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(2) \(p\) is a positive integer --> \(p\frac{q}{\sqrt{q}}=integer*\sqrt{q}\). This product may or may not be an integer depending on \(q\). Not sufficient.

If we had to add a constraint that is \(p\frac{q}{\sqrt{q}}\) a positive integer ? (or negative integer for that matter), will answer still be the same? coz Sqroot Q = +-P as per statement 1. isn't it? _________________

Life is very similar to a boxing ring. Defeat is not final when you fall down… It is final when you refuse to get up and fight back!

so now, the question is: Is \((p+{sqrt q})\) = k, where k is an integer?

1) \(q = p^2\) \({sqrt q}\) = + or - p

i: if \({sqrt q}\) = p, \((p+{sqrt q})\) = 2p but we do not know whether p is an integer - may or may not be. ii: if \({sqrt q}\) = -p, \((p+{sqrt q})\) = 0 - yes.

so insuff.

2) p is a positive integer p is an integer alone is not suff as we do not know whether \({sqrt q}\) is an integer?

togather 1 and 2: yes. since p is a positive integer, \((p+{sqrt q})\) = 2p = k, where k is an integer.

Now the question as is assumed something different and said OA is A. Looks like this is an error. Isn't below the same as what I had interpreted before.

If \(q\) is a positive integer, is \(p\frac{q}{\sqrt{q}}\) an integer?

So in the GMAT, based on above explanation, the following two have different answers depending on how the expression is written though it is the same expression? I am confused...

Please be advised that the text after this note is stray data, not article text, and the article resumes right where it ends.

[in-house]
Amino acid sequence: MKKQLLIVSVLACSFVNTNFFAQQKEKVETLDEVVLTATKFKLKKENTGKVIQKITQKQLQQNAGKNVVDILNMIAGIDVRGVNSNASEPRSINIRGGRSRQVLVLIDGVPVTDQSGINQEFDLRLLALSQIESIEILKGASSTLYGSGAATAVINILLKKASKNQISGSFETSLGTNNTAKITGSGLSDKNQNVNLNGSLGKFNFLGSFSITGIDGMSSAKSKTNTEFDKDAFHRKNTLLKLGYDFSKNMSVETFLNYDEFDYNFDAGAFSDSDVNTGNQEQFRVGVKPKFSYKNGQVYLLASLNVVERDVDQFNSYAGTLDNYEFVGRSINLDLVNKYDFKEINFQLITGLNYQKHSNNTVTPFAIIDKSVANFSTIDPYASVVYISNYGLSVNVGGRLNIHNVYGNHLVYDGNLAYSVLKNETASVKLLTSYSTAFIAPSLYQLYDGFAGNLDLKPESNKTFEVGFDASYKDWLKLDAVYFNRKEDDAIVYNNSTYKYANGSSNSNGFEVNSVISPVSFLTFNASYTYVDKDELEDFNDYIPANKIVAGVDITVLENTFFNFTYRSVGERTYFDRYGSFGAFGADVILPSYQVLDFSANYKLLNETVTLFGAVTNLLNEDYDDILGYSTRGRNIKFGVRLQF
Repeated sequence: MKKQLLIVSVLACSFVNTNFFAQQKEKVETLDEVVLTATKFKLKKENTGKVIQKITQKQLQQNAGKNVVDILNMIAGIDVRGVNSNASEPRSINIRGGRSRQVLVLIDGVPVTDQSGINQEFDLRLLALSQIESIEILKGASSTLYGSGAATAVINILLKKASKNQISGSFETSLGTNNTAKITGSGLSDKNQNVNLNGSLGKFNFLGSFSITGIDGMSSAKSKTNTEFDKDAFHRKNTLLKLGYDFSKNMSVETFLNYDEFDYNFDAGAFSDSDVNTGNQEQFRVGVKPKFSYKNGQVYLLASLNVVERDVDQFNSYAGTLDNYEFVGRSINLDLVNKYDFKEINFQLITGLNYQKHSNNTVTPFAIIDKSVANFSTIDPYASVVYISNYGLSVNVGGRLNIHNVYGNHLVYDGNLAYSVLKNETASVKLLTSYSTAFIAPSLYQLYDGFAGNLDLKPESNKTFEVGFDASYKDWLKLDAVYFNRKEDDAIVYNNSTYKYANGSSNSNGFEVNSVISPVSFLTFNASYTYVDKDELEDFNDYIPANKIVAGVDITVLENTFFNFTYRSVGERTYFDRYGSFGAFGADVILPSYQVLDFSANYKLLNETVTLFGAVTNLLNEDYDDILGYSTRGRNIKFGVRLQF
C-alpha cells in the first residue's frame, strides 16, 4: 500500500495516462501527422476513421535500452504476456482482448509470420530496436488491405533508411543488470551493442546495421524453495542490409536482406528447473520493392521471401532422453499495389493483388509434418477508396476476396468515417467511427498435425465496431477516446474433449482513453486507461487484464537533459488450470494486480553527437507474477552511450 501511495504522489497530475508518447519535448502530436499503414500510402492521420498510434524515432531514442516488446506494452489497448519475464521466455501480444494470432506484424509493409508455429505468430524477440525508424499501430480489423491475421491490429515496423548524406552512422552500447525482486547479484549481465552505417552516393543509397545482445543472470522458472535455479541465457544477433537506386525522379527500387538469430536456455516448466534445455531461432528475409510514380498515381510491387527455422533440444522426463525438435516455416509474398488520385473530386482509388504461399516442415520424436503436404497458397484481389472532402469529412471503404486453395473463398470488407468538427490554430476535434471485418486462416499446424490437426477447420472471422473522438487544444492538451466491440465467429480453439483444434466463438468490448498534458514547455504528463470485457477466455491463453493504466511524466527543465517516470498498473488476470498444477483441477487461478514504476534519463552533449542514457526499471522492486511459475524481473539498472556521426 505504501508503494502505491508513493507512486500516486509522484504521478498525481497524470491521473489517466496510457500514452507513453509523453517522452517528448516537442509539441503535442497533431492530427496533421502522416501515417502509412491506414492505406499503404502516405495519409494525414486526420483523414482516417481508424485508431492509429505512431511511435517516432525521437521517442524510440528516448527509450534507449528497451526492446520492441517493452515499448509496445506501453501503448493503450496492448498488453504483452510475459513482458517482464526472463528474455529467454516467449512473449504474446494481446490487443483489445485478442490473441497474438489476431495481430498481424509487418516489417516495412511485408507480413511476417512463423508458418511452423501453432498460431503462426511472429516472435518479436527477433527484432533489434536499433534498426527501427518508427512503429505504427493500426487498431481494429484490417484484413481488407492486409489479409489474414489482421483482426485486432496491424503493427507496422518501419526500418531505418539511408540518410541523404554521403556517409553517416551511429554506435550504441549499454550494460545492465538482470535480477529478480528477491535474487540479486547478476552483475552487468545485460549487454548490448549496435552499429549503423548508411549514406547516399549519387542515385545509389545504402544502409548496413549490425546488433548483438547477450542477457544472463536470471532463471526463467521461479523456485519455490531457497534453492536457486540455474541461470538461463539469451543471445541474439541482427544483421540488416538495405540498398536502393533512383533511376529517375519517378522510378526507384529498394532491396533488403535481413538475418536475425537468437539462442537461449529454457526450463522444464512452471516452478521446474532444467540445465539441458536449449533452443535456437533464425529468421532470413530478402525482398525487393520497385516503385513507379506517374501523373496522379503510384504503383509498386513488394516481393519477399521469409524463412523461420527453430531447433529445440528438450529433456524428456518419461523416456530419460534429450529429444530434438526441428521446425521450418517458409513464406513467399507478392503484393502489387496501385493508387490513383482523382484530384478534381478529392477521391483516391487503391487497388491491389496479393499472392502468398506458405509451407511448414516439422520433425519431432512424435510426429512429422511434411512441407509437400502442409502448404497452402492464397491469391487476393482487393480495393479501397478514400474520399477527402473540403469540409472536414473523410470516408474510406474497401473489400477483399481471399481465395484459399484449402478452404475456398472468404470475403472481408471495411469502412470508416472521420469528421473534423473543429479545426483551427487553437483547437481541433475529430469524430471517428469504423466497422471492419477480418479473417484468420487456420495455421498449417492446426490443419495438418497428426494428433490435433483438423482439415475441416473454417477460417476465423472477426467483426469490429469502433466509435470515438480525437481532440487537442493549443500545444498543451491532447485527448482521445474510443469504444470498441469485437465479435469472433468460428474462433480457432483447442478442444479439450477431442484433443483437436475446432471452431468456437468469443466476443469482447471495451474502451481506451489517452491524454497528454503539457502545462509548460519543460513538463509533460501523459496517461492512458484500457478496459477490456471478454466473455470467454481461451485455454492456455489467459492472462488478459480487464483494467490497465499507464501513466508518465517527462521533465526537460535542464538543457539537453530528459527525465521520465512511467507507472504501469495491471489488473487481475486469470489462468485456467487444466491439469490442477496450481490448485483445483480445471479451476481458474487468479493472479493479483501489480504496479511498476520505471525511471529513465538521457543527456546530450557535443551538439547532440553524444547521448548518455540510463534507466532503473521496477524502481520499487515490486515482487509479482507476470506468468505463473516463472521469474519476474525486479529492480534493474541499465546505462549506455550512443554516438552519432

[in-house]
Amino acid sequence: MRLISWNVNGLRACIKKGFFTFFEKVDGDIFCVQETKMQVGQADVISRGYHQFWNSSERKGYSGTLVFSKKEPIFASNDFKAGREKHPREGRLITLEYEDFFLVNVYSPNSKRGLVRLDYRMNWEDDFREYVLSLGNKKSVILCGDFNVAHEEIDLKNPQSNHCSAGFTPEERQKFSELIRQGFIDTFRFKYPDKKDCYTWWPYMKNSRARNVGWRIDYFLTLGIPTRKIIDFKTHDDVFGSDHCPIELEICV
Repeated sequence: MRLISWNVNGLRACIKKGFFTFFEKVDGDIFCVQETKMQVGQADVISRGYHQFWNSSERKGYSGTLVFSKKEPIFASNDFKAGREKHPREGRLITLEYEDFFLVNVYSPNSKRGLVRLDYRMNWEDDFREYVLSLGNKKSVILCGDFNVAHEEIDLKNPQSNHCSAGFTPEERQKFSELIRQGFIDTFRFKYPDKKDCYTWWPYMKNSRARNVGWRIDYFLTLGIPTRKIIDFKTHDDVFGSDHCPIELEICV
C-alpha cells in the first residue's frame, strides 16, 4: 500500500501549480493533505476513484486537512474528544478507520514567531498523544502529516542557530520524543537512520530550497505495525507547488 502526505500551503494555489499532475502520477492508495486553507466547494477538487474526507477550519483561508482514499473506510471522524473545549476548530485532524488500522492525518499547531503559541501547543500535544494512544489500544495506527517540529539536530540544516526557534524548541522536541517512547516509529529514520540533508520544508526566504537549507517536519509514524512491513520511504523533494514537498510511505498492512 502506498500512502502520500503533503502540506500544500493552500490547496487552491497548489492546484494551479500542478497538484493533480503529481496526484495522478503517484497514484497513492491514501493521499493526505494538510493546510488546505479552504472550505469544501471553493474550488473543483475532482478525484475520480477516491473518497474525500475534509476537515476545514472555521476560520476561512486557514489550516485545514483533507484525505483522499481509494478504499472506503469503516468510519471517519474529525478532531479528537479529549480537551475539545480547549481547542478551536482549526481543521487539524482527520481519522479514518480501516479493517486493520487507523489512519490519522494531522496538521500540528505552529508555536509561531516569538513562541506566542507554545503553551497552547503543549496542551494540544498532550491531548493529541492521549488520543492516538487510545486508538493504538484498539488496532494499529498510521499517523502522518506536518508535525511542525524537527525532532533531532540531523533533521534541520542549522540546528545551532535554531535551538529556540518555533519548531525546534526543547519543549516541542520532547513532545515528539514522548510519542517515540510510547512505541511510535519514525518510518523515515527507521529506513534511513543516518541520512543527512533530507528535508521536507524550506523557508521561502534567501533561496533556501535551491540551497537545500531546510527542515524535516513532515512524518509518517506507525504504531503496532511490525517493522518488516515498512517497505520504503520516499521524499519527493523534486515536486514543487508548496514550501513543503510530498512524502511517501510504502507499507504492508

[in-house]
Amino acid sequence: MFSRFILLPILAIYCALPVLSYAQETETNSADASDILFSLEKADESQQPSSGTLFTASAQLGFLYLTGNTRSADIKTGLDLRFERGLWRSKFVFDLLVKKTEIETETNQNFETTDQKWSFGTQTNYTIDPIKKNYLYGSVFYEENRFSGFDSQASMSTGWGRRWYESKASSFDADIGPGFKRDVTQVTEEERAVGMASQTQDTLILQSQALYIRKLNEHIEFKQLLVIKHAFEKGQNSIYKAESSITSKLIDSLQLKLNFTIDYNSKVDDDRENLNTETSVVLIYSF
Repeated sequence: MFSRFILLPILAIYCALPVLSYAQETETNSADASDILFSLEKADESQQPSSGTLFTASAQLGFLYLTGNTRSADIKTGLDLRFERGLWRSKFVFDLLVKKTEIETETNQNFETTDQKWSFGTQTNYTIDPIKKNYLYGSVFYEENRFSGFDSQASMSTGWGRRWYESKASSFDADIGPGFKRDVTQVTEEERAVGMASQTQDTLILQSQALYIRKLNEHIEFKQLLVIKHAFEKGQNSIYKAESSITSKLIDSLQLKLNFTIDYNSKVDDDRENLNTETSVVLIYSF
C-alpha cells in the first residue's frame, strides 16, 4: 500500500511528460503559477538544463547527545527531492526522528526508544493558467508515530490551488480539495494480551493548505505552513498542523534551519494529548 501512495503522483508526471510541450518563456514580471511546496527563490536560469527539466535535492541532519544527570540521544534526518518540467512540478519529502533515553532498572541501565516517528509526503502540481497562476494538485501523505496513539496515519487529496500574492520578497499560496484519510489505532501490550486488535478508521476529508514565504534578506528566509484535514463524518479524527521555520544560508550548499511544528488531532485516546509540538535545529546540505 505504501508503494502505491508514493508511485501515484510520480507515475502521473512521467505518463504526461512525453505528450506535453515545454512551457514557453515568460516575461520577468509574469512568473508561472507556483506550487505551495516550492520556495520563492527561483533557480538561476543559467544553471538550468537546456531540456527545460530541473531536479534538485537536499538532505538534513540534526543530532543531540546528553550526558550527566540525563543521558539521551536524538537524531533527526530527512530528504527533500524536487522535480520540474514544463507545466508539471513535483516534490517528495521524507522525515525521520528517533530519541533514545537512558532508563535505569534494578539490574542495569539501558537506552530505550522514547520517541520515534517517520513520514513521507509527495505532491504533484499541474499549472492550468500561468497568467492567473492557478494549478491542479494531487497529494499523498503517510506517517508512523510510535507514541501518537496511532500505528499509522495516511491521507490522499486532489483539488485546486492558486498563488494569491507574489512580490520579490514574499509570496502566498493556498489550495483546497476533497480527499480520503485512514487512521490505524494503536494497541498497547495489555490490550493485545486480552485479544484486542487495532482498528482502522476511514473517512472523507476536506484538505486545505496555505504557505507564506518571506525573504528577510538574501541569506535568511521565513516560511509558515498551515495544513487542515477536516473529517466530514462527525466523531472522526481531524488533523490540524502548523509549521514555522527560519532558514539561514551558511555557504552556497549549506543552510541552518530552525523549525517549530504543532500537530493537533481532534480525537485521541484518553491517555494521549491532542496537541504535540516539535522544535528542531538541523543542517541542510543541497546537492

20) If \(q\) is a positive integer, is \(p\frac{q}{\sqrt{q}}\) an integer?

1. \(q = p^2\) 2. \(p\) is a positive integer

DIFFERENT FROM

20) If \(q\) is a positive integer, is (p√q + q )/√q an integer?

Never mind. A slight misunderstanding on my part. The question is assuming NOT a mixed fraction rather it is a simple multiplication and GMAT_tiger's solution assumes the same.

My question now is does GMAT have mixed fraction questions or is it always simple multiplication. In above case, what should be interpreted?

It's my understanding (I've read this in many places) that when the gmat presents a root in the stimulus (i.e. a variable under the square root symbol) it always means the positive square root.

Whereas a variable squared could have a positive or negative root, a variable rooted will be the positive root.

If that's the case then the answer to this should be D. _________________

If you like my post, a kudos is always appreciated

It's my understanding (I've read this in many places) that when the gmat presents a root in the stimulus (i.e. a variable under the square root symbol) it always means the positive square root.

Whereas a variable squared could have a positive or negative root, a variable rooted will be the positive root.

If that's the case then the answer to this should be D.

woops I read the question wrong. Since it is asking if a something is an integer regardless if it is positive or negative. The answer is indeed A. _________________

If you like my post, a kudos is always appreciated

If q is a positive integer, is (p* (root q ) + q ) / (root q) an integer?

1.) q = p ^^ 2 2.) p is a positive integer.

note: I was not aware how to post the mathematical expression but basically its a mixed fraction which I translated to math equation.

I believe either the question or explanation might have a typo.

stmt1: q = p^2 => p = sqrt(q) so expression is q+q/root q = 2sqrt(q) not necessarily integer. stmt2: p is positive integer. Not suff since sqrt q can be real number.

combine both since p = sqrt q and p is postive integer expression= 2 sqrt q = 2p hence an integer. so, both the stmts are reqd. _________________

note: I was not aware how to post the mathematical expression but basically its a mixed fraction which I translated to math equation.